I use AutoIT, a full scripting language to automate some repetitious processing of files.

  6. Clairvaux said on August 15, 2017 at 9:33 pm

    Very interesting. I have refrained from using IFTTT because it’s web-based, therefore privacy-busting. Who needs someone being aware, on the other side of the earth, everytime he does something on his computer ?

    1. meh said on August 16, 2017 at 5:52 am

      you’re using windows, brah.

    2. Jeremy said on August 16, 2017 at 5:51 am

      If you’re that concerned about privacy, just stop using internet. Did you know that even ISP nowadays track your browsing? How can you be sure that this app does not track you too?

      1. Clairvaux said on August 16, 2017 at 6:20 am

        You’re a smart-ass, hey, Jeremy ? You’re the first and only one who knew ISPs kept track of their clients, right ?

        People should not worry about privacy, otherwise they don’t deserve to use the Internet. I don’t care about privacy, so other people should be as careless as myself, and don’t care about privacy either.

        People should not worry about car accidents and learn how to drive responsibly, or they better stay out of the road altogether.

        Go hiking on mountaintops and don’t worry about safety, because, shit happens, and the alternative is either I do stupid things on the trail and risk my life (and others’), or I don’t deserve to see the mountains.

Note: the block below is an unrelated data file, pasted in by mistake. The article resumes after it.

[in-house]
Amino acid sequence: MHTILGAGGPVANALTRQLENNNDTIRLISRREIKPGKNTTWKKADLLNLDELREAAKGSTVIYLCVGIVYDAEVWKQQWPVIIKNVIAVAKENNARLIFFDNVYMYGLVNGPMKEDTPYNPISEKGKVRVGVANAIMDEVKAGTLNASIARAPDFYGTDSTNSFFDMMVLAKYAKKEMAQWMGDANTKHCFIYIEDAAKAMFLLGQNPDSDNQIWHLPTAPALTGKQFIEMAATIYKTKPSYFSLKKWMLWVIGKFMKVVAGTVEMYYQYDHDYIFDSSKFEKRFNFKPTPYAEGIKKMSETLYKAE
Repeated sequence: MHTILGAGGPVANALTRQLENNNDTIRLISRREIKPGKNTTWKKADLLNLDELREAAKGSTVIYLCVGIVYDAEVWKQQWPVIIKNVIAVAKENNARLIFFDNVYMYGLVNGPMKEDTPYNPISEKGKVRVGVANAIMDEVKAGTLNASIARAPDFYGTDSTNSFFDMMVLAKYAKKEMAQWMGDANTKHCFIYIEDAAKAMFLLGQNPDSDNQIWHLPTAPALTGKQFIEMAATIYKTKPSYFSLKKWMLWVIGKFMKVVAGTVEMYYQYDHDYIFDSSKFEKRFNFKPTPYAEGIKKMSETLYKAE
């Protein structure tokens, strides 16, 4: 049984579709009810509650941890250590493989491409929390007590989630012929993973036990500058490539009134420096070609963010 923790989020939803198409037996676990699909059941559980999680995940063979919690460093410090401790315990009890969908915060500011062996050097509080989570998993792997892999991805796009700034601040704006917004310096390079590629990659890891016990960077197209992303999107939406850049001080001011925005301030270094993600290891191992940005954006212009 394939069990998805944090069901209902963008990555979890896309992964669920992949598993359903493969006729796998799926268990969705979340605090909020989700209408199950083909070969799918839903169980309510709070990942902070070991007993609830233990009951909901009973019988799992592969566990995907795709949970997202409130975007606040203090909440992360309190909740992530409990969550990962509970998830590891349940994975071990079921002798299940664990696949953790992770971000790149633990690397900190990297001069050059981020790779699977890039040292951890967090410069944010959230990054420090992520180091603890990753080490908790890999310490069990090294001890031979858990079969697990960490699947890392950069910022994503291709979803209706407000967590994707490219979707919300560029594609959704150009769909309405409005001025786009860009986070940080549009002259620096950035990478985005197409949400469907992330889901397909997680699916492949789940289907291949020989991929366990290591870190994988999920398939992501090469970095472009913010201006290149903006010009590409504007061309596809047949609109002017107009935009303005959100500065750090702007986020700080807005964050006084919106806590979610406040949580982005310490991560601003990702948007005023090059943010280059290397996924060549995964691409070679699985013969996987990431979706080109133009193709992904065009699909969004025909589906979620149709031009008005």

That’s a great life philosophy you’ve got there, Jeremy. Maybe you could keep it to yourself, instead of trying to impose it upon others ?

    3. Anonymous said on August 16, 2017 at 1:30 am


  7. chad said on August 15, 2017 at 8:01 pm

    I downloaded and installed the program. Works great and doesn’t eat up too much RAM.

  8. Yuliya said on August 15, 2017 at 5:24 pm

    Windows Task Scheduler..?

    >here are some quick facts about this card to get you going
    >80 000 people who have ellp on their pc

    Also I prefer doing stuff manually. Last thing I need when my PC is doing something important is for something silly and automated I forgot about to start and slow it down, potentially conflict with the task it is doing.

    1. Martin Brinkmann said on August 15, 2017 at 6:15 pm

      Sure, you can automate some of the things using Windows, and may not need any of those at all since you can do most of the stuff manually without automation as well. For instance, you can open your favorite music or video site manually when you plug in your headphones.

      It all comes down to convenience and self-control.